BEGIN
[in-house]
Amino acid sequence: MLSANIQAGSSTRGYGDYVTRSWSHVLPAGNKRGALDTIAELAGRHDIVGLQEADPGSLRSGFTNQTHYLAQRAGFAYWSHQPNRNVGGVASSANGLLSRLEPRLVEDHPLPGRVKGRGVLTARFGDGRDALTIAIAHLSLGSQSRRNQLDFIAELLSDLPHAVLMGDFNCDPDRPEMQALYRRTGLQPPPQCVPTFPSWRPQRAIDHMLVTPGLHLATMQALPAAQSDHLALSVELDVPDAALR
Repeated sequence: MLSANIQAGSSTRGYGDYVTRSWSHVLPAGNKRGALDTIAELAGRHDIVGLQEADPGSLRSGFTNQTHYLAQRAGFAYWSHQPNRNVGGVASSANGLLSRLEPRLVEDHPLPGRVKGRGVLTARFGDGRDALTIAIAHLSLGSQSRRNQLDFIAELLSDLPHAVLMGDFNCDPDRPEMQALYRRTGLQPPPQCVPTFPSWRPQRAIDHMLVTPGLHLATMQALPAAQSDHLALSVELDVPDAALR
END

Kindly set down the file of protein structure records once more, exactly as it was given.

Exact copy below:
[in-house]
Amino acid sequence: MLSANIQAGSSTRGYGDYVTRSWSHVLPAGNKRGALDTIAELAGRHDIVGLQEADPGSLRSGFTNQTHYLAQRAGFAYWSHQPNRNVGGVASSANGLLSRLEPRLVEDHPLPGRVKGRGVLTARFGDGRDALTIAIAHLSLGSQSRRNQLDFIAELLSDLPHAVLMGDFNCDPDRPEMQALYRRTGLQPPPQCVPTFPSWRPQRAIDHMLVTPGLHLATMQALPAAQSDHLALSVELDVPDAALR
Repeated sequence: MLSANIQAGSSTRGYGDYVTRSWSHVLPAGNKRGALDTIAELAGRHDIVGLQEADPGSLRSGFTNQTHYLAQRAGFAYWSHQPNRNVGGVASSANGLLSRLEPRLVEDHPLPGRVKGRGVLTARFGDGRDALTIAIAHLSLGSQSRRNQLDFIAELLSDLPHAVLMGDFNCDPDRPEMQALYRRTGLQPPPQCVPTFPSWRPQRAIDHMLVTPGLHLATMQALPAAQSDHLALSVELDVPDAALR